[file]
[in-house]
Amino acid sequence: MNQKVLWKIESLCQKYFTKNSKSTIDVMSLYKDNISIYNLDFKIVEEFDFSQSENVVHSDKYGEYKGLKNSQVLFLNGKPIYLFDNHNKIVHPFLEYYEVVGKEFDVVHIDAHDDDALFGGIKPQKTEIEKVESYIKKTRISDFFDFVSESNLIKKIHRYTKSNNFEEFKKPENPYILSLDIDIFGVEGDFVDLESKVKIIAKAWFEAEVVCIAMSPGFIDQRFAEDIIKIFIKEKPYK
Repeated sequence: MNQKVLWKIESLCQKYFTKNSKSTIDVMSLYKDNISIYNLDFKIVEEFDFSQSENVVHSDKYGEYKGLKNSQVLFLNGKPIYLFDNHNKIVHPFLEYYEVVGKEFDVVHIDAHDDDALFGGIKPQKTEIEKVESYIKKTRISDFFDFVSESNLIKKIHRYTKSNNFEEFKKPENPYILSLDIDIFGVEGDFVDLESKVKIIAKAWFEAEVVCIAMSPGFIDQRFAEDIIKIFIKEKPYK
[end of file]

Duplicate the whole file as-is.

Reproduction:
[in-house]
Amino acid sequence: MNQKVLWKIESLCQKYFTKNSKSTIDVMSLYKDNISIYNLDFKIVEEFDFSQSENVVHSDKYGEYKGLKNSQVLFLNGKPIYLFDNHNKIVHPFLEYYEVVGKEFDVVHIDAHDDDALFGGIKPQKTEIEKVESYIKKTRISDFFDFVSESNLIKKIHRYTKSNNFEEFKKPENPYILSLDIDIFGVEGDFVDLESKVKIIAKAWFEAEVVCIAMSPGFIDQRFAEDIIKIFIKEKPYK
Repeated sequence: MNQKVLWKIESLCQKYFTKNSKSTIDVMSLYKDNISIYNLDFKIVEEFDFSQSENVVHSDKYGEYKGLKNSQVLFLNGKPIYLFDNHNKIVHPFLEYYEVVGKEFDVVHIDAHDDDALFGGIKPQKTEIEKVESYIKKTRISDFFDFVSESNLIKKIHRYTKSNNFEEFKKPENPYILSLDIDIFGVEGDFVDLESKVKIIAKAWFEAEVVCIAMSPGFIDQRFAEDIIKIFIKEKPYK